a post molecular imaging technique to monitor the therapeutic efficacy.
This two-part article covers these four areas and provides a
comprehensive overview of healthcare advances that may be possible
through nanotechnology, ranging from fitness monitoring, prevention,
diagnosis to therapy, and everything in between.
" READ FULL ARTICLE.
Stretchy Material Creates Dynamic Holograms
Chemical & Engineering News, May 17, 2017, by Katherine Bourzac:
"Researchers at the University of
Pennsylvania have created a material that can display different
two-dimensional holographic images as the material is stretched. They
created their stretchy hologram out of a so-called metasurface: a thin
film that contains nanostructures designed to shape and reflect light.
Their metasurface consisted of a square of polydimethylsiloxane (PDMS)
embedded with precisely placed gold nanorods. To make the new holograms,
they used computer programs to generate designs. The images appear at
different distances from the hologram's surface when it is illuminated
with red laser light. As the material is stretched, each image takes
turns coming into focus." READ FULL ARTICLE.
Chemical & Engineering News, Nano Letters, 2017, 17, 3641-3645
Image: Chemical & Engineering News, Nano Letters, 2017, 17, 3641-3645
SEMICON Taiwan, A Place to Connect
SEMICON Taiwan, September 13-15, 2017, Taipei
Nangang Exhibition Center, Taipei, Taiwan, lets you explore unlimited
possibilities in the Taiwan high-tech industry. With 700 exhibitors,
1,700 booths, and 43,000 attendees, there are countless opportunities
for information exchange and expanding connections and business. The
show is co-located with ICT-Asia (International Test Conference Asia)
and SiP Global Summit.
SEMICON Taiwan will host 15 theme pavilions
with topics such as AOI, circular economy, CMP, compound semiconductors,
flexible electronics, high-tech facilities, lasers, materials,
micro-LEDs, opto-semiconductors, precision machinery, secondary markets,
Taiwan localization, and smart manufacturing and automation. There will
be 8 region pavilions representing Cross-Strait, Germany, Holland
high-tech, Korea, Kyshu (Japan), Okinawa (Japan), Silicon Europe, and
Sessions include advanced packaging technology,
MEMS & sensors, semiconductor materials, smart manufacturing &
assembly, sustainable manufacturing, power & compound semiconductor
technology, laser technologies in the advanced packaging process,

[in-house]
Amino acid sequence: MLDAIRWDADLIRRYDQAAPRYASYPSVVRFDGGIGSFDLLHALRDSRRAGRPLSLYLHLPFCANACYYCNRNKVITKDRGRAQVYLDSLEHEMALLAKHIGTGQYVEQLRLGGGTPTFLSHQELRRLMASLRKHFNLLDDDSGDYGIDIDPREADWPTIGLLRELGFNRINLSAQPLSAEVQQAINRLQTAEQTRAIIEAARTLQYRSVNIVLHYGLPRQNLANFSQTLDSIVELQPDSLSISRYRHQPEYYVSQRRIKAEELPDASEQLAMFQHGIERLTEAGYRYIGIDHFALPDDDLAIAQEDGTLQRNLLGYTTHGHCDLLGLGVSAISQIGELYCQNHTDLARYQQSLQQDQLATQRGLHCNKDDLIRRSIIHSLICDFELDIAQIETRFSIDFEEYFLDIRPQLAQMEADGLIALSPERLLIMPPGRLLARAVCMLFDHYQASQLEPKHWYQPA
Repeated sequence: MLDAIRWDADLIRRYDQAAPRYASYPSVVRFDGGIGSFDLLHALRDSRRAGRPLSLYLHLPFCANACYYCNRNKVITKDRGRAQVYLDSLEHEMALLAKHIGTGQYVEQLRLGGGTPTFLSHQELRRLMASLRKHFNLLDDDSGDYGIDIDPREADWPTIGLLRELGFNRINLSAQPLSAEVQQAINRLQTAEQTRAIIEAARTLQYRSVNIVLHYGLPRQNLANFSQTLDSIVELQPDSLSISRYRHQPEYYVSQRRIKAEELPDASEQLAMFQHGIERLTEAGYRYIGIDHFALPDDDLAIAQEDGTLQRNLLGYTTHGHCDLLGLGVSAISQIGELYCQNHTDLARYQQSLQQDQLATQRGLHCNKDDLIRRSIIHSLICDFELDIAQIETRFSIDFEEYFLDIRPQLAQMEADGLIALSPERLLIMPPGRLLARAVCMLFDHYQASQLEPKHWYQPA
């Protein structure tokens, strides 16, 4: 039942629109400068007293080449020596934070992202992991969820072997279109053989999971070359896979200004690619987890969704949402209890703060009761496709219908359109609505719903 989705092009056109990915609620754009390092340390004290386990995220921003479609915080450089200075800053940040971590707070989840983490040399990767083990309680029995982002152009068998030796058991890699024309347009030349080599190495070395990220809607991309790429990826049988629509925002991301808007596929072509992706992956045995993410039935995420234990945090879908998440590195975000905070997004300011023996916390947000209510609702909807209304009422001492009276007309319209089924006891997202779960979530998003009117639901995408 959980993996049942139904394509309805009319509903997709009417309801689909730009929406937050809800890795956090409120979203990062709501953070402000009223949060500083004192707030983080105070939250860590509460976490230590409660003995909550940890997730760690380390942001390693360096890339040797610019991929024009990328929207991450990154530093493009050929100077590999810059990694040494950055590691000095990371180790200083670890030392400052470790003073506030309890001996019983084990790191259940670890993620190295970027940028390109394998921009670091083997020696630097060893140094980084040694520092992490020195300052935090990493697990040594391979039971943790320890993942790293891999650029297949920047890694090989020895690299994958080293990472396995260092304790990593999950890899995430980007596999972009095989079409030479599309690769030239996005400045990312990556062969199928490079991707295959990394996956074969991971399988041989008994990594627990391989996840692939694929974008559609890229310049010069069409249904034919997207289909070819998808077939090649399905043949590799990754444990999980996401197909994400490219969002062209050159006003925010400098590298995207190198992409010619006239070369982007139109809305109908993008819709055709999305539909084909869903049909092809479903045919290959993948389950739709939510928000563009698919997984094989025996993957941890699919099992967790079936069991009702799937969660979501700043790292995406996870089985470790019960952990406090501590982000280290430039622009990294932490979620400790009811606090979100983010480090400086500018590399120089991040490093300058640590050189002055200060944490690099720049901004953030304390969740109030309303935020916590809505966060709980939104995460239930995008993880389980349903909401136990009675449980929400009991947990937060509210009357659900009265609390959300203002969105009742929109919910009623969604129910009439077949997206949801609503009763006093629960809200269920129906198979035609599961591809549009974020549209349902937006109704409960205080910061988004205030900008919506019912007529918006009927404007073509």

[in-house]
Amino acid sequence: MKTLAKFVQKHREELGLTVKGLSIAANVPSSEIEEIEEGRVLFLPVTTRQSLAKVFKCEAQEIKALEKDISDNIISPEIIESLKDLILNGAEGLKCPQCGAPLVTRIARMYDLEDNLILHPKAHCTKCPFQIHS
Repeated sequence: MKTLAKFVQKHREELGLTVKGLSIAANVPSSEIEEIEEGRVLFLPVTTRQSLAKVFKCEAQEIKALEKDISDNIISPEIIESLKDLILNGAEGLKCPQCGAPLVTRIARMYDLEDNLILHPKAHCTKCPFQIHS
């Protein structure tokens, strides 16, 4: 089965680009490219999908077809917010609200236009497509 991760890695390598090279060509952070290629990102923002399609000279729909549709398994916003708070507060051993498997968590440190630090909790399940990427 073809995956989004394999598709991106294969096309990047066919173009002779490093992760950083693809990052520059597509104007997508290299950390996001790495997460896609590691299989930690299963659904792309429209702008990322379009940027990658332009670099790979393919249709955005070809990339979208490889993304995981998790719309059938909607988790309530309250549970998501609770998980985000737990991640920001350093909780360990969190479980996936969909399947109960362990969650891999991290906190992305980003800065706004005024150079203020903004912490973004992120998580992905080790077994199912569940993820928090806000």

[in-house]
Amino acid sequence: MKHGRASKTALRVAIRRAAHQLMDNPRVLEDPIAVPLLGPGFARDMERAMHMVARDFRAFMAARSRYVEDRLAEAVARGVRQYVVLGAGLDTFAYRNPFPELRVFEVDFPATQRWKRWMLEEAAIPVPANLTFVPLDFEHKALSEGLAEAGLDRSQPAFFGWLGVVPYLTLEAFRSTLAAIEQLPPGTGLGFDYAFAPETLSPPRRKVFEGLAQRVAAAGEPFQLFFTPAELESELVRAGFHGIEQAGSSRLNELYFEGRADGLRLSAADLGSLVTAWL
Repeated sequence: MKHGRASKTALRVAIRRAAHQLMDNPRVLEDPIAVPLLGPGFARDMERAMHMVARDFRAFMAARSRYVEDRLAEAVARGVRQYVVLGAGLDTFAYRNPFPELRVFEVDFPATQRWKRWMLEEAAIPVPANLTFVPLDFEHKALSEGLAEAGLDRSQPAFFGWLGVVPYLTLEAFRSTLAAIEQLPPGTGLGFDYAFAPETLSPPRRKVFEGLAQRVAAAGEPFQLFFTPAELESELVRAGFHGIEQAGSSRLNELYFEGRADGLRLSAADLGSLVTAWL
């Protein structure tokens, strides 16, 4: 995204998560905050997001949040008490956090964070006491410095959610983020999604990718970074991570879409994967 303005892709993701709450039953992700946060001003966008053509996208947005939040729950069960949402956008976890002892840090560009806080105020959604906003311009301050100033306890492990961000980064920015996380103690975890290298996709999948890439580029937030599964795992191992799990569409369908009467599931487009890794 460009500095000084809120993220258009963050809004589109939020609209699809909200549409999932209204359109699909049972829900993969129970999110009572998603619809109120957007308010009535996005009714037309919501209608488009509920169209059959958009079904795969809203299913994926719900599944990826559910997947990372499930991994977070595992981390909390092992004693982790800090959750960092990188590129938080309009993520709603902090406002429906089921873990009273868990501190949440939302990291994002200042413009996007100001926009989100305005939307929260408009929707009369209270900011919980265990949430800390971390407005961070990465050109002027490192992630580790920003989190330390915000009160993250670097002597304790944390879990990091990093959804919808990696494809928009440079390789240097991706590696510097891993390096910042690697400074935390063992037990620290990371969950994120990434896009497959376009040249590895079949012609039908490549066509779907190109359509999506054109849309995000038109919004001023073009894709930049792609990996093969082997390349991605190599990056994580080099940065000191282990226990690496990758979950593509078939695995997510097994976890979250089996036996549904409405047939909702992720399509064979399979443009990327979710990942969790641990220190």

advanced device test technology, smart automotive, and smart MedTech. A
market trends forum, executive summit, and CFO forum highlight business
The TechXPOT is the best platform not only to
learn the latest industry knowledge, but also to interact with potential
customers and explore business opportunities. TechXpot topics cover
smart manufacturing, materials, testing, Silicon Europe, new product
launches, micro LEDs, high-tech facilities, lasers, and silicon
SEMICON Taiwan connects suppliers and buyers
with its Supplier Search program that matches device makers/OEMs with
qualified suppliers. The program enables direct contact with key
procurement decision makers, provides information about potential
customer needs, and saves travel time and costs because many buyers can
be met in one trip.
Several other networking opportunities are
available, like the IC Design Industry Luncheon, the 2017 Leadership
Gala Dinner, and get-togethers by various interest groups like
materials, smart manufacturing, compound semiconductor industry,
high-tech facilities, and lasers. For more information and to register,
go to www.semicontaiwan.org.
Society of Vacuum Coaters Foundation
The Society of Vacuum Coaters recognizes that in
order to sustain its growth, it is important to attract young, well
trained individuals to the field of Vacuum Coatings.
The SVC Foundation
pursues this principle by providing scholarships
to well qualified students planning to enter fields related to vacuum
coatings, and/or providing stipends for travel expenses to attend the
annual SVC Technical Conference, usually to present technical papers.
The Society of Vacuum Coaters (SVC), the SVCF's founder, and AIMCAL, an
organization committed to advancing vacuum roll-coating technology, and
their members, provides support for the Foundation to pursue these
Since its inception in 2002, the SVCF has
awarded more than 50 scholarships and travel awards totaling over
$180,000 to students from 18 countries. Our support can really have an
impact in the life of these students; quoting a recent award recipient:
"Not only does the scholarship give the gift of
financial support and the possibility to continue learning, it also
gives those that have a passion for vacuum coating the blessing of
attending such a wonderful program [SVC TechCon] to network and further
Inviting scholarship recipients to the SVC
TechCon is an important element of the overall strategy for attracting
new talent to our industry. Scholarship beneficiaries carry a special
identification on the TechCon badge and we encourage you to meet them
and make them feel welcome.
Scholarship Applications must be postmarked by November 30th of each year.
Do You Have an Interesting Article to Share?
Interested in sharing the latest news in vacuum coating technology?
Forward us a link to an article you want to share with the rest of the SVC readership to
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SVConnections Contributing Editors:
Carl M. Lampert, SVC Technical Director
Society of Vacuum Coaters
PO Box 10628
Albuquerque, NM 87184